The first overarching component is for governments to commit to a comprehensive national plan against antimicrobial resistance that brings together all the required recommended measures. A national inter-sectoral steering committee should be established to guide actions by several stakeholders under the overall stewardship of the government. Adequate resources should be earmarked and an accountability framework should be set up, with measurable indicators to be reported annually. A well informed public is a catalyst to health actions; thus, building strong public awareness is vital. Civil society representatives should be involved in the development of antimicrobial resistance policies, their implementation and the monitoring activities.
A second component is strengthening surveillance and laboratory capacity. The surveillance of antimicrobial resistant organisms and the tracking of the use of antimicrobials are both essential. There is also an urgent need to build laboratory capacity to ensure reliable and rapid test results on which to base prescribing decisions and measures for the prevention and control of infections. Standard protocols are needed to assess antimicrobial resistance trends consistently over time and across geographical areas. Surveillance data should be regularly reported and shared at the regional and global levels. Antimicrobial resistance surveillance systems must be expanded to veterinary services and supported by food safety authorities to help assess the impact on human health of the use of antimicrobials in animals for human consumption.
Third, governments must guarantee uninterrupted access to essential medicines of assured quality. An effective national body is necessary to develop the essential medicines list based on standard treatment guidelines. Sufficient public financing for essential medicines, including recommended antimicrobials, should be provided. Efficient systems for managing drug procurement and distribution should be put in place to avoid interruptions in supply or wastage. Issues with drug quality need to be tackled through comprehensive drug regulations. A national drug regulatory authority that is responsible and accountable for all aspects of drug regulation should be structured as an independent coordinating body in the ministry of health, separate from drug supply and management. Regulatory tools should be developed and personnel appropriately trained to ensure consistency and transparency in regulatory functions.
Fourth, the rational use of antimicrobials is essential for containing antimicrobial resistance. The promotion of national standard treatment guidelines calls for proper training and supervision of health personnel and for mechanisms to make diagnostic support available.11 To reduce their irrational use, antimicrobials should only be sold with a prescription and this should be strictly enforced in all pharmacies. Local incentive structures must be examined to identify factors influencing prescription practices. Methods of payment and reimbursement should be in line with standard treatment guidelines to discourage irrational use. Independent and unbiased information on antimicrobial use should be provided to health personnel and consumers. Promotional activities by pharmaceutical companies should be regulated and monitored to prevent industry from misinforming patients and from offering financial incentives to providers. The overuse and misuse of antimicrobials in animals for human consumption must be addressed through surveillance of antimicrobial use in animals destined for food, training of veterinarians and farmers and, most critically, through legislative and regulatory measures.12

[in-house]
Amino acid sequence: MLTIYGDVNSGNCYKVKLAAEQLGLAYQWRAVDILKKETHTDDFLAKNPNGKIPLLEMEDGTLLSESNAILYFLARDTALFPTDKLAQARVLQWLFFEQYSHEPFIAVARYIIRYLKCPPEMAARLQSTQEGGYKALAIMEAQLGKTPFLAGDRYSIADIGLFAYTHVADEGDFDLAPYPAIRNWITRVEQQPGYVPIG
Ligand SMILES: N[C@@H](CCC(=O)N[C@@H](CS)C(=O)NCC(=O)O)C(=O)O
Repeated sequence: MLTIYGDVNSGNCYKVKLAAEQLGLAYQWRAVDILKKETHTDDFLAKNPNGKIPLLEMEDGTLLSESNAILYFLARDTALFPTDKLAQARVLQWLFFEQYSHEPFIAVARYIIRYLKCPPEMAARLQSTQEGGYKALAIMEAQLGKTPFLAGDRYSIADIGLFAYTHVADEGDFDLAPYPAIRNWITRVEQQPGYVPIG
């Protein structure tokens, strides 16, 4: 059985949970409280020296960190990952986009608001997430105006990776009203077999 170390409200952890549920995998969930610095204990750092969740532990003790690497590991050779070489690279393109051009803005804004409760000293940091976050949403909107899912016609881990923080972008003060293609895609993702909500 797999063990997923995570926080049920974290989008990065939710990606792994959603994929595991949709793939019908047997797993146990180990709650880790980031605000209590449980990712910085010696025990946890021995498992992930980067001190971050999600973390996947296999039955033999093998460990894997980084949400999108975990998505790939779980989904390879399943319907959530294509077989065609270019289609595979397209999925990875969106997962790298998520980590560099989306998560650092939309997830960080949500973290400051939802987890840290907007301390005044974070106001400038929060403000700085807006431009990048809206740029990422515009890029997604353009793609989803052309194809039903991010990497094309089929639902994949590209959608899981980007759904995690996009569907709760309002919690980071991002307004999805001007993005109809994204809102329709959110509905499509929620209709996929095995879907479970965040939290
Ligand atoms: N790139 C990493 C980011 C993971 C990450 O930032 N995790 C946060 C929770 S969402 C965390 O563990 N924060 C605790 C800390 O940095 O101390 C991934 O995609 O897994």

Fifth, policies and practices for the prevention and control of infections are indispensable in fighting antimicrobial resistance. A proper organizational structure for developing and managing such policies and practices, combined with environmental designs for their application, need to be adopted in health facilities. These practices are also necessary in congregate settings and communities.
Finally, operational research and research and development to make new tools available are crucial in combating antimicrobial resistance. This includes improving current diagnostic tests and antimicrobials and designing incentives to engage industry in the development of new tools. Regulatory bottle-necks need to be eliminated and resources must be mobilized for rapid access to new tools.
The drivers of antimicrobial resistance are interlinked, and so are the solutions. Single, isolated interventions have little impact. Strong leadership and political will are required to bring about bold changes in policies, organize health systems and legislative structures as required, and translate knowledge and recommendations into practice. With new multidrug-resistant microorganisms being disseminated in tandem with well known older pathogens, the window of opportunity is rapidly closing: no action today, no cure tomorrow.
Other Members of the World Health Day AMR Technical Working Group include Awa Aidara-Kane, S Bertagnolio, G Dziekan, O Fontaine, E Mathai, F Ndowa, C Pessoa Da Silva, P Ringwald, K Weerasuriya, M Zignol. We also acknowledge additional contributions from WHO Regional Offices: focal points R Bhatia, B Ganter, J Mahjour, NE Metwalli, A Seita, W Nkhoma, P Ramon-Pardo and D Shuey and their teams; E Back, A Beith, A Cassels, J Conly and L Martinez.
Competing interests: None declared.
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(Submitted: 22 March 2011 - Revised version received: 23 March 2011 - Accepted: 6 April 2011)